Gene Kelly never won a competitive Oscar. In fact, he was only ever nominated once. Sure, there were tons of awards he would eventually win as the industry realized what an amazing and singular talent he was and what a remarkable career he’d had. He won an honorary Oscar. He won the Golden Globes' Cecil B. DeMille award. He won the AFI Life Achievement Award. He won the SAG Life Achievement Award. But, during his actual career? Bupkis. He was one of the greatest movie stars of all time, and yet got very little recognition during the active part of his career. Better late than never, I guess.
It’s always puzzled me why some actors get singled out for certain skills they add to a role while others don’t. It’s as if some skill sets are fawned over while others are completely ignored or undervalued. By not recognizing them, it creates the sense that what these actors are able to do is somehow frivolous or easy.
I was watching Foxcatcher at AFI Fest last week and had a similar thought. Channing Tatum and Mark Ruffalo play Mark and Dave Schultz, brothers who were also both Olympic Gold Medalists for the United States. Both actors had to learn how to wrestle for the film. That’s not an easy task. When director Tom McCarthy was looking for an actor to play a high school wrestler in his film, Win Win, he went with a ringer. Kyle Shaffer was a New Jersey state champion. Not only did Tatum and Ruffalo have to learn a new sport, they had to be convincing as athletes that competed at the highest possible levels. They both nailed that. Their physicality is utterly convincing, not just in the wrestling sequences, but also in regular dialogue scenes. They walk like wrestlers.
Tatum is getting the best reviews of his life, and Ruffalo gets consistently great reviews for everything. But, virtually nobody has pointed out how effortlessly they made you believe they were world champions. There’s no question in my mind that their authenticity is part of what makes the movie tick. They have instant physical credibility, sort of the opposite of something like Roger Moore when he played James Bond.
I wonder what the notices would have been like if they’d both gained 70 pounds for the movie? Robert De Niro (one of my acting heroes) gained about 70 pounds to play fat, older Jake Lamotta in Raging Bull, and that’s one of the things people raved about in his performance, how “committed” he was to the physicality of it. DeNiro in Raging Bull is legendary, largely on account of the massive weight gain. George Clooney gained 30 pounds for his Oscar-winning role in Syriana. Charlize Theron gained 30 pounds for her Oscar-winning role in Monster. Matt Damon gained 30 pounds for The Informant. Vincent D’Onofrio gained 60 pounds for Full Metal Jacket. The list goes on.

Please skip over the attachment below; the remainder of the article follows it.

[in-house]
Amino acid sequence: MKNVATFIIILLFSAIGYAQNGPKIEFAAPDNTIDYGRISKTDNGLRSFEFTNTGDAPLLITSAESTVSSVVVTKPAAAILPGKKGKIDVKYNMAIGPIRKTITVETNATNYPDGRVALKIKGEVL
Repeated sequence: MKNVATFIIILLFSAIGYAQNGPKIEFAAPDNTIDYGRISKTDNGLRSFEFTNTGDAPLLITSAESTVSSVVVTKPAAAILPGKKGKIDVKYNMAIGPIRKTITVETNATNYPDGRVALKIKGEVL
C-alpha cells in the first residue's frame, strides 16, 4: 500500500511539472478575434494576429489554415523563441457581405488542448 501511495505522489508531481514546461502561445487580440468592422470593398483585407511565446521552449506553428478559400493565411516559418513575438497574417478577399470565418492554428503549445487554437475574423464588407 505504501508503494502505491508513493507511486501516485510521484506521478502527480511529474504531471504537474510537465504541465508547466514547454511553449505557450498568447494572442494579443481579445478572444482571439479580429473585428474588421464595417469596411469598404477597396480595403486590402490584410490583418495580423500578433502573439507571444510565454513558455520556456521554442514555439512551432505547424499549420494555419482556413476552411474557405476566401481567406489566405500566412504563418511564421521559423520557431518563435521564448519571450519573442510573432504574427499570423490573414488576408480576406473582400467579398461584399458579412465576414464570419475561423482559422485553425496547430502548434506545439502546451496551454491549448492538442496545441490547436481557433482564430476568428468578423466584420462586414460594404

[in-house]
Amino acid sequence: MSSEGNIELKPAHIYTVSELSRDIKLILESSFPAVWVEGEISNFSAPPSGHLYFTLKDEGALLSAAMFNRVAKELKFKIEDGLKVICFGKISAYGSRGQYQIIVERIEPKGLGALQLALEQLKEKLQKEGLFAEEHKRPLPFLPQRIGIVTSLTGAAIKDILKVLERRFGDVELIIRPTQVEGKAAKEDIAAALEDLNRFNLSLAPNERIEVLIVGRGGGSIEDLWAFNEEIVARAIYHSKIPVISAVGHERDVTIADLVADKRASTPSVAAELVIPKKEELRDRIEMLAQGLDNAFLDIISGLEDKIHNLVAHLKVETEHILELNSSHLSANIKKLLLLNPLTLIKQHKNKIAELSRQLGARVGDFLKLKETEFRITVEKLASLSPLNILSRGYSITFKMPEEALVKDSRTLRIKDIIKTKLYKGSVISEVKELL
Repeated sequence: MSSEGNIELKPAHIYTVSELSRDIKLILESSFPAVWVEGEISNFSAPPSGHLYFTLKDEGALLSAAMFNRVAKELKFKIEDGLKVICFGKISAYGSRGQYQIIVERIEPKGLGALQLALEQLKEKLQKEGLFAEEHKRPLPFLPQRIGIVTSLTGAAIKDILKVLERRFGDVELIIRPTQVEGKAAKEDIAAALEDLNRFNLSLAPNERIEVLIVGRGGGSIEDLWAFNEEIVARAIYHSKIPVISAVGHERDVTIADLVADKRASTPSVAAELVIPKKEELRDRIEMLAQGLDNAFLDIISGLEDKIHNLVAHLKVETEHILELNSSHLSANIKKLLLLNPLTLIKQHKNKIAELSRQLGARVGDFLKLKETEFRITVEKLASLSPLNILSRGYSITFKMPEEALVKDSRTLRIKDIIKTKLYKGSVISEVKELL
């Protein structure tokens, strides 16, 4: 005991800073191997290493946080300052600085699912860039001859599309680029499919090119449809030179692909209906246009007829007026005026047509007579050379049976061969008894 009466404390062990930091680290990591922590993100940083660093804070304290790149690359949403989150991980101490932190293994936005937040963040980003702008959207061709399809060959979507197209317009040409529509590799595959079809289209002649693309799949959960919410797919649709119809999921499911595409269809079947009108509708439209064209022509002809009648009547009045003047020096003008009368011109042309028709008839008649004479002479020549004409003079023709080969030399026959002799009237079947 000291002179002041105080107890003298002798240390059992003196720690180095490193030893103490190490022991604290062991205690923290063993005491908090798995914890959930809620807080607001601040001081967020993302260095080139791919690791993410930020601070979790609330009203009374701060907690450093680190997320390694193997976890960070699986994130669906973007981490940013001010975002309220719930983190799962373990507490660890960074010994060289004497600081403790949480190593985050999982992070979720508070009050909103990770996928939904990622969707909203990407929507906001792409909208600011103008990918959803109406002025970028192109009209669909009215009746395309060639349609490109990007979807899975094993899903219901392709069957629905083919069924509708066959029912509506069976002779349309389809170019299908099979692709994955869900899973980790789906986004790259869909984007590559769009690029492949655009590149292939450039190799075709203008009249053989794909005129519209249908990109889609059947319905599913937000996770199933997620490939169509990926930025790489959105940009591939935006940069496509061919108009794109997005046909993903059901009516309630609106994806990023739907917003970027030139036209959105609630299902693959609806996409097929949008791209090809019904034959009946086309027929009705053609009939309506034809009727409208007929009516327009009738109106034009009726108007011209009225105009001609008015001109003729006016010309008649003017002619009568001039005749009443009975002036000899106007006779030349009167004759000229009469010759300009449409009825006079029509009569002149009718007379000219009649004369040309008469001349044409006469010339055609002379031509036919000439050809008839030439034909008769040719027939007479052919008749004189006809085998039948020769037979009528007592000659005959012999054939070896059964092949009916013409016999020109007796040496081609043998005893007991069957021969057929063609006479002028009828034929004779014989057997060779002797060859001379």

I hate to break the bad news to everybody, but I can tell you from personal experience that it’s pretty easy to gain weight. We didn’t reach an obesity epidemic in this country because it’s hard to do. You just sit down on the couch and start shoveling in the donuts. But, for some reason, people will be in awe of your “commitment to the character” when you pack on the pounds. Ryan Gosling gained 60 pounds for The Lovely Bones by drinking melted pints of Haagen Dazs. He would literally sit pints out and let the ice cream melt and then drink it. What’s that you say? You don’t remember Gosling being in The Lovely Bones? That’s because he got fired from the movie for gaining a bunch of weight for it. (Lesson for all would-be actors out there: if you think a massive weight gain is just what your character needs, be sure to discuss it with your director first before showing up on set in New Zealand 60 pounds overweight. Nothing sucks worse than being fat and unemployed.)
It works the other way, as well — an actor loses a bunch of weight for a role and everybody goes nuts again. While losing weight is more of a challenge than gaining it, it’s pretty much just the same process in reverse, get off the couch and stop shoveling in the donuts.
Or an accent! People will go nuts if you learn an accent! Don’t get me wrong. Meryl Streep is, indeed, fabulous, and I don’t use the F-word lightly. But, an enormous part of her reputation rests on her ability to take on a variety of accents. Also, she gained a bunch of weight for The Bridges of Madison County.
Learning an accent and working with a dialect coach is a lot of work. I’m just not sure why that work is so much more vaunted than other things actors do to build a reality. Gain 30 pounds to play a lesbian serial killer? Bravo! Train for months so you can believably be an Olympic athlete on screen? Crickets. Think of the martial arts stars like Iko Uwais in The Raid who have never received their critical due or action stars who are looked on as just meatheads. Not everybody can do what they do, and the industry is extremely reliant on their work. The stuntmen’s union has been lobbying the Academy for years about awarding an Oscar for stunt coordination, but they are always ignored.
Steve Martin is one the all-time great masters of physical screen comedy. Oscar nominations? Zero, but he did recently win an Academy Life Achievement Award, just like Gene Kelly.
Mark Wahlberg was totally convincing as boxer Mickey Ward in The Fighter. Was he nominated? Nope, but three other people in that cast were. The boxing must have been the easy part. After all, Christian Bale did the heavy lifting and lost a bunch of weight to play Mickey Ward’s brother. I’m not saying accents or physical transformations aren’t impressive.
I’m just saying teaching yourself to tap dance in roller skates is pretty impressive, too.